The archive is catalogued by 'Politics', 'Economics', 'Mockery', 'In other news' and 'On other things' 


"Who controls the food supply controls the people; who controls the energy can control whole continents; who controls money can control the world" - Henry Kissinger

and yet...

"Sooner or later everyone sits down to a banquet of consequences" – Robert Louis Stevenson

A tale of two sociopaths

Within the past 48 hours we have had two global figures ‘cleared’ of any crime by two official enquiries. The Chilcot Enquiry into the Iraq War, and the FBI enquiry into State Department emails. Both enquiries, whilst they fell short of condemning the main subjects of the enquiry, made it abundantly clear that both of them were guilty of making very poor decisions. That's the formal's the informal bit...

Two pathological liars, two towering midgets of the global stage, were yesterday protected by a system too gutless to stand up for the values it preaches to the rest of the world, too corrupt to call a spade a spade.

In the red corner, from the eastern edge of the pond, the guy who just loved to have his belly tickled by the leader of the free world…

…in the blue corner, from the western edge of the pond, the gal who stopped enjoying having her belly tickled by the leader of the free world when she discovered where his hands had been…

…yes folks, none other than the guy who’d felt the hand of destiny on his shoulder at least once, and the gal who’d seen her husband’s hand on an intern’s knee one time too many…

…the guy who’d openly longed for power and secretly lusted after money, and the gal who’d always wanted both…

Anthony Charles Lynton Blair and Hillary Diane Rodham Clinton…


‘Chilcot report: Blair rebuked over Iraq invasion’ by Henry Mance

Key findings:

- Tony Blair committed to an invasion almost eight months before receiving parliamentary and legal backing

- The invasion was based on “flawed intelligence and assessments” that went unchallenged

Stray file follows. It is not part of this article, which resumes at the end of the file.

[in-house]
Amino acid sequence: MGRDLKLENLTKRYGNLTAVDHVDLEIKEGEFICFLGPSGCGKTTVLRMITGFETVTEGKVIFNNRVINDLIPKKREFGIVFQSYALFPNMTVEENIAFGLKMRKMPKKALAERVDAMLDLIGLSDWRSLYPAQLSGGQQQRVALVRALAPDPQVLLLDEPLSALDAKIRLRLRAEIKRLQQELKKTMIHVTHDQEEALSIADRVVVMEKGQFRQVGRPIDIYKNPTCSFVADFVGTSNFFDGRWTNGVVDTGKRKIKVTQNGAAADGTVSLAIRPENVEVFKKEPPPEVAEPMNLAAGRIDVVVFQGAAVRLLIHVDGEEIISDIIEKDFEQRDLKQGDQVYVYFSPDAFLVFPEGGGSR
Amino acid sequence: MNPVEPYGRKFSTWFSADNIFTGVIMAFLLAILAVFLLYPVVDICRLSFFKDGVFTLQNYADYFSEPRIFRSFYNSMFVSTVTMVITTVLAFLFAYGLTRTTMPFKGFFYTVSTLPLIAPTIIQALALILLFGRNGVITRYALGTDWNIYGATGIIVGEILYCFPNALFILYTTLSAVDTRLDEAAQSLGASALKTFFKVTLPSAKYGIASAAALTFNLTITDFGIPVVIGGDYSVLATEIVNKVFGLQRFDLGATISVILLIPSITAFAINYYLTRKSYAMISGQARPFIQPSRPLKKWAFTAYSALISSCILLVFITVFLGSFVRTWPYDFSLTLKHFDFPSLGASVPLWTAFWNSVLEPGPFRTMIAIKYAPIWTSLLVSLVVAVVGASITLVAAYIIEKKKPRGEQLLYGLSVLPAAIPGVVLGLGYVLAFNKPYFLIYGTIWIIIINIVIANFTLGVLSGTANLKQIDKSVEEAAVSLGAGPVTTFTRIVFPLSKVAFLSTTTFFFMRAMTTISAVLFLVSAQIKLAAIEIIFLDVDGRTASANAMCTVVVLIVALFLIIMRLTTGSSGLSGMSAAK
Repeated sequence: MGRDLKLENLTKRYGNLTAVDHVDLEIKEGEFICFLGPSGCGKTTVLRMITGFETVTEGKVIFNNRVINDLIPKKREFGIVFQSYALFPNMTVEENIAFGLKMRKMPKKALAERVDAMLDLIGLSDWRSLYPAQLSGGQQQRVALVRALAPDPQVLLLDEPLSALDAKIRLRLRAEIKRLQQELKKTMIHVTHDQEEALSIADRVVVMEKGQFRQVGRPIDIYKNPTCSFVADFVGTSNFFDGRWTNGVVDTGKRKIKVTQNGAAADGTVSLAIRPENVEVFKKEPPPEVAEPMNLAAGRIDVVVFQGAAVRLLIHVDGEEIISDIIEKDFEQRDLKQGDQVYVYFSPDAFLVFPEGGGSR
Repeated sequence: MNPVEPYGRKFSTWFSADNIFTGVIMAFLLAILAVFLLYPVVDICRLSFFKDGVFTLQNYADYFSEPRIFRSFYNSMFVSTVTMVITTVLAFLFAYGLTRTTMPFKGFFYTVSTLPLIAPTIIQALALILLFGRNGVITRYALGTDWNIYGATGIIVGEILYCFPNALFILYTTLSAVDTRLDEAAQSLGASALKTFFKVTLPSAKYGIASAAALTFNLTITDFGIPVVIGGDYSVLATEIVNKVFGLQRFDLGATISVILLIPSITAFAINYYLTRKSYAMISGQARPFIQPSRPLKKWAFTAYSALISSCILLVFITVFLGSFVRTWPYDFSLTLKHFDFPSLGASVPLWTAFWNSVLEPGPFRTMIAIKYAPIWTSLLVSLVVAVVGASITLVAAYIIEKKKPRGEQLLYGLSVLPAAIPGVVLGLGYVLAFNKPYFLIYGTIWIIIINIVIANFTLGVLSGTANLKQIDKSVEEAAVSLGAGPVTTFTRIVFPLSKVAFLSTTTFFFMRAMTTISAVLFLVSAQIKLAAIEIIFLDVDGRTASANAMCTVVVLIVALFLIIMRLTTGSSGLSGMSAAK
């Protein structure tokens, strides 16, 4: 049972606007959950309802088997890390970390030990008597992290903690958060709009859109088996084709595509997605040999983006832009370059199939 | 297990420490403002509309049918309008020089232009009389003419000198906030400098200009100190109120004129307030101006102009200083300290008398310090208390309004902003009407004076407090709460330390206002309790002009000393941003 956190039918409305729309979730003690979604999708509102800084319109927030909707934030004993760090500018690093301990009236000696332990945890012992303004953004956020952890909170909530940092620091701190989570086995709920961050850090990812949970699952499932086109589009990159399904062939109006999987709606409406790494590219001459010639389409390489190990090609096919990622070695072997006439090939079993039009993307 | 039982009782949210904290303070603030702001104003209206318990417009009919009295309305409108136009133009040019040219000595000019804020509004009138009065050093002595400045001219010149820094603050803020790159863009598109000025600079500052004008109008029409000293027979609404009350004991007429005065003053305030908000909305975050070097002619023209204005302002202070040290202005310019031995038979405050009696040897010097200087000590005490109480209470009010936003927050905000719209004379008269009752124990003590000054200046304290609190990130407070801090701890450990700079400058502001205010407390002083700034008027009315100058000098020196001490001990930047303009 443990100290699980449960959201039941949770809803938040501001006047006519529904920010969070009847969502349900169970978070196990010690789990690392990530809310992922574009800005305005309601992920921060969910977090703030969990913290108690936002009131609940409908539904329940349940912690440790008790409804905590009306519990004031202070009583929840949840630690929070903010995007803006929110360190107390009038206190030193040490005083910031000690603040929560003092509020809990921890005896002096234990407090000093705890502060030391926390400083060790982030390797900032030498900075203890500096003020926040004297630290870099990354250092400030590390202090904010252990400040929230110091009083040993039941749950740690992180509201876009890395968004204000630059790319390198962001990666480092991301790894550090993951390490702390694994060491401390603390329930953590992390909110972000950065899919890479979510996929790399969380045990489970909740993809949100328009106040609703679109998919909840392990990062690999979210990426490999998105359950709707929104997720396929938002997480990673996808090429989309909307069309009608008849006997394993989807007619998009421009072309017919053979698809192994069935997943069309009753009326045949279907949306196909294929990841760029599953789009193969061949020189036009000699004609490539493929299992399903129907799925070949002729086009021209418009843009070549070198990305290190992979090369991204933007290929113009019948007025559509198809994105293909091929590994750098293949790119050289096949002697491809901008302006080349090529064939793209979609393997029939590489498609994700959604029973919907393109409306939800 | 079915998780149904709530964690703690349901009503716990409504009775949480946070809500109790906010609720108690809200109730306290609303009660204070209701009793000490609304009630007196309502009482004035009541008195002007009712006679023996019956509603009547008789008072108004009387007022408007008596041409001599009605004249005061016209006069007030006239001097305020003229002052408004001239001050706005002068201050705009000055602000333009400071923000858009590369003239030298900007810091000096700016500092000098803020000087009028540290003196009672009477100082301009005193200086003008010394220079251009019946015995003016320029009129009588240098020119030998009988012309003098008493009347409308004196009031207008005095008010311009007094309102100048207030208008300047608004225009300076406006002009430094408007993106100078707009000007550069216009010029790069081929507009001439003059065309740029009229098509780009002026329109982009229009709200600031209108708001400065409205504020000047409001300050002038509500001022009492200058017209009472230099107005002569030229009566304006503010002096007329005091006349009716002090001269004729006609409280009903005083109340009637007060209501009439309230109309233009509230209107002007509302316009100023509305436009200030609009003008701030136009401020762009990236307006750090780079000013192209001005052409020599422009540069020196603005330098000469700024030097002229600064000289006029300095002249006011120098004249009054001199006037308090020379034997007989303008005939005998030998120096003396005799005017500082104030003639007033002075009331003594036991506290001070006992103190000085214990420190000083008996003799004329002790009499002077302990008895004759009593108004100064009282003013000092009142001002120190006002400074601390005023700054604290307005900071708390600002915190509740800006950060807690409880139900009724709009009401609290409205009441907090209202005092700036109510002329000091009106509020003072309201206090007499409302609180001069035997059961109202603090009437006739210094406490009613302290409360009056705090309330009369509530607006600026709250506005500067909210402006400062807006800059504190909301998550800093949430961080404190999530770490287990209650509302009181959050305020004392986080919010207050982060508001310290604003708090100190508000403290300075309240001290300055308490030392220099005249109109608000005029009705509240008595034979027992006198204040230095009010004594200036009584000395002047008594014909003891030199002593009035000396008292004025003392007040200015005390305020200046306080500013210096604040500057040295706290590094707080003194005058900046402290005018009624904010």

- The UK was “undermining” the UN Security Council’s authority in the absence of majority support for military action.

- The inquiry did not express a view on whether military action was legal but concluded: “The circumstances in which it was decided that there was a legal basis for UK military action were far from satisfactory”.

At a separate press conference later, the former prime minister said: “I express more sorrow, regret and apology than you may ever know or can believe”...

...The former prime minister said the Chilcot report had made “serious criticisms and they require serious answers . . . I will take full responsibility for any mistakes without exception or excuse”.  


Promising a half-wit who is ruled by neo-cons that you will 'be with you whatever' is not a ‘mistake’.  Committing Britain to war without consultation with parliament was not a ‘mistake’.  Presenting false claims and evidence to parliament was not a ‘mistake’. Failing to insist staff spell out the exact nature of their assessment was not a ‘mistake’. Concentrating on the 'mission accomplished' killing part, whilst ignoring the aftermath was not a ‘mistake’.

A mistake is when you tell the truth about what you are up to, act in good faith with that truth, and cock-up the implementation. A mistake is when you 'own up' without having to be cross-examined for days to get anywhere near to the truth. 

These were not mistakes, they were the actions of a sociopathic liar who, contrary to what Alasdair Campbell claimed, was ‘doing God’ from number 10 Downing Street all along.

I’m with Douglas Adams on this one:

“Anyone who is capable of getting themselves made President should on no account be allowed to do the job.”

Over 1 million Iraqis and heaven knows how many Brits, Americans, and others would probably have still been alive if little Tony Blair had carried on playing air guitar in front of his mirror, and Junior had been good at something other than swaggering around trying to outdo Daddy.

I’m told that there is no way of sending this odious little man to The Hague - Pity.


July 6, 2016 2:05 pm

‘Hillary Clinton’s email scandal is far from over’, by Jeremy Shapiro

The writer is research director at the European Council on Foreign Relations and a former official in the US state department

 Details do not matter. What does is that the constant drumbeat of scandal continues to feed the broader narrative that Mrs Clinton is untrustworthy.